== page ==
Supergirl: 1.16 Falling

This may be my favourite episode of this joyful show so far. It opens with the kind of scene that sums up all that is great about being a Super (man or girl). Supergirl is flying about, as you do, checking things are okay and spots a little girl, dressed in a scruffy red cape getting bullied by older, mean girls who are making fun of her homemade Supergirl outfit. So Supergirl whizzes down to the children. She doesn't scare the bullies, she doesn’t tell them off or chastise them, she simply smiles at the little girl getting bullied and (by X-raying her bag to see the name on her school books) calls her by her first name. When the bullies ask the little girl if she’s really friends with Supergirl, Kara just replies “Of course, I’m friends with all the nice girls” and flies off, leaving the little girl beaming and the bullies to question their life choices, because if being nice meant you were friends with Supergirl, wouldn’t you chose to be nice?

This one scene blew me away and left me welling up. This is what I expect to see from my Kryptonians, kindness, generosity, a best friend and big sibling all rolled into one. Kara could have taught the bullies a lesson with some super breath or heat vision or flying them to the top of the school building and leaving them there but she didn’t, instead she showed kindness and compassion and lead by example. The excellent vision of protector and friend gets brutally and wonderfully smashed away when the episode starts proper and poor old Kara gets exposed to some Red Kryptonite!

There is a nasty misstep in this episode early on, when Jimmy implies Lucy broke up with him because he couldn't tell her Kara was Supergirl. The shows attempt to create drama in the Jimmy/Kara romance seems to mostly manifest in Jaaaaames being a possessive arse and he needs to change if I'm supposed to want them together.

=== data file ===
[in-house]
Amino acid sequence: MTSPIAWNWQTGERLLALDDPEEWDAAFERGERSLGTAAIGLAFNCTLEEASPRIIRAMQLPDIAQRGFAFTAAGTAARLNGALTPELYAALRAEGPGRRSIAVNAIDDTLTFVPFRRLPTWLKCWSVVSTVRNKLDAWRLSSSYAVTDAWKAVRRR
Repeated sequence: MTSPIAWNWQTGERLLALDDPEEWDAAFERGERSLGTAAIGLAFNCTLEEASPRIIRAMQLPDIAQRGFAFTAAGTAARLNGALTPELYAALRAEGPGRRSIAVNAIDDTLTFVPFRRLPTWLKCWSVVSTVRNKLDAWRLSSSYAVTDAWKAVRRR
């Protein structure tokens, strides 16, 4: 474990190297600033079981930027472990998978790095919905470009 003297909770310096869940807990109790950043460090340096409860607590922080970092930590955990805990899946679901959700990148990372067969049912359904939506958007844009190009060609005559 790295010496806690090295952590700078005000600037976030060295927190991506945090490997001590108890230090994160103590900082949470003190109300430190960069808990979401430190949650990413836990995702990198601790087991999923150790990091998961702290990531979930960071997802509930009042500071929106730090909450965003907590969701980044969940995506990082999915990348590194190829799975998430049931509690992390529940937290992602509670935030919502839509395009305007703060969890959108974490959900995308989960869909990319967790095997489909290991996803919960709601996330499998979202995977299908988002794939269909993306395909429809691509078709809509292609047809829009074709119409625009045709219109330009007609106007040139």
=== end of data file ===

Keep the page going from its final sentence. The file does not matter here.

So, as often happens in the DC universe, some Red Kryptonite gets randomly dug up near Kara. Uh-oh! And what also always happens when women go bad, Kara gets sexy (I could write a whole essay on that but this show is one of the mildest offenders so we'll let it slide for now) makes herself an all black one piece suit and starts flying around causing havoc. She starts just by being tougher of crime but it soon twists to threatening and intimidating the populous and includes some great moments with Cat and a few more obvious moments with Alex. In Kara's non Super life, she also manages to exact a little revenge on Siobhan who cranks up from misguided to work rival to manipulative sociopath a little too quickly.

There are some very odd moral implications going on with Maxwell Lord and this is a side of the show which is hard reconcile. Lord, while a megalomaniac is also looking out for the city he loves and his actions have been selfish but with a dose of what if Supergirl turns bad, I'll have to stop her! Having Jimmy (who isn't the strongest of moral compasses) uncomfortable with Lord's unlawful imprisonment a few weeks back wasn't enough to counteract the fact it was unlawful and I'm just not sure that Supergirl would be okay with that. But... Supergirl has turned bad, so Hank/J'onn and friends get Lord out of his prison as he might be the only person to help stop her.


There is a moment when, at the height of her Red K ways, Supergirl sits, stern faced, in a bar, pours out a bowl of peanuts and proceeds to flick them like bullets at the spirit bottle on the shelf, smashing them one by one. The call back to Reeve and his own dark Superman moment was enough to make me yelp with joy but this was more than just a cheeky nod to the past. They use this moment, as the film before it did, to show the darkness and the petty boredom of these characters when they lose their way. The fear of when Gods go bad runs through this episode and it would be impossible, in fact naive, not to see this as a direct commentary on the Snyder Superman movies. Supergirl doesn't destroy buildings in this episode, she destroys her own reputation.

The finale, involving a full on fight between Supergirl and Martian Manhunter, is exciting and poignant, with J'onn exposing his Martian identity - in effect sacrificing his freedom - to save Supergirl.


With J'onn locked away and Supergirl restored but her reputation in tatters, this episode, which started with the most joyful of openings, ends on an emotional downer which is not only heartbreaking but it's narratively reinvigorating and earned. At the end of this excellent episode I was left with one thought: imagine if Snyder's Superman ever got exposed to Red Kryptonite?
God help us all...

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